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Supreme Court rules that police can ad lib Miranda warnings

Police officers do not have to use exact wording when delivering Miranda warnings to criminal suspects, the Supreme Court ruled Tuesday in a 7-to-2 decision.

In a 7-to-2 decision Tuesday, the Supreme Court ruled that police do not have to use exact wording when delivering Miranda warnings to criminal suspects.


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Police officers are not required to use exact, cookie-cutter phrasing while advising criminal suspects of their right to have a lawyer present with them throughout a police interrogation, the US Supreme Court ruled Tuesday.

In a 7-to-2 decision, the high court sought to clarify the rule requiring issuance of so-called Miranda warnings to suspects who are about to be questioned by police.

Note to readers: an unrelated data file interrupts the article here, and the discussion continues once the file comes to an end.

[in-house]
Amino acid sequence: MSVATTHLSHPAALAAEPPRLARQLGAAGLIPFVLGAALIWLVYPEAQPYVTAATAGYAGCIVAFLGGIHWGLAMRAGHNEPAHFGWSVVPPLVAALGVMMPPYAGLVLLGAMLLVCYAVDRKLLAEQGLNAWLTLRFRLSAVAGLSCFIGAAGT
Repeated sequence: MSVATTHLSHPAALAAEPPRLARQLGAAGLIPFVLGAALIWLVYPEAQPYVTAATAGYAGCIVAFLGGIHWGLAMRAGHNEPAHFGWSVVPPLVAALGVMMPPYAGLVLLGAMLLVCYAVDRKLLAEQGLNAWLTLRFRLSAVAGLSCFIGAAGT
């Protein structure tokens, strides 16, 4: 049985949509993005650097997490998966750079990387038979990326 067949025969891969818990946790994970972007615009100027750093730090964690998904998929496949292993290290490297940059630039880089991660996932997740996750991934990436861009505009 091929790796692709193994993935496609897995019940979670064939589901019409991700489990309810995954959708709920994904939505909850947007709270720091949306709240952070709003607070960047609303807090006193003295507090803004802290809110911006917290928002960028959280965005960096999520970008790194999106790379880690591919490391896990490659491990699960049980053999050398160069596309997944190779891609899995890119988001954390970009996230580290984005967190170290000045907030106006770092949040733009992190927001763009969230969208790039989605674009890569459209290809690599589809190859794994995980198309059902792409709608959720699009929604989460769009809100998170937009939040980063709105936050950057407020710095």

Writing for the majority, Justice Ruth Bader Ginsburg said that police agencies need not repeat the precise wording used by federal agents in pre-interrogation warnings. The key, she said, is that the suspect be given adequate advice covering all the Miranda protections.

“The four warnings Miranda requires are invariable, but this court has not dictated the words in which the essential information must be conveyed,” Justice Ginsburg wrote.

She said that reviewing courts need not parse an officer’s Miranda warnings with the precision of construing a will or defining an easement. “The inquiry is simply whether the warnings reasonably convey to a suspect his rights as required by Miranda,” she wrote.

The warnings, named for a landmark Supreme Court decision, Miranda v. Arizona, include the familiar advice that the suspect has a right to remain silent and that anything said can and will be used against him in a court of law. The warnings include a notification that the suspect enjoys a right to consult a lawyer.


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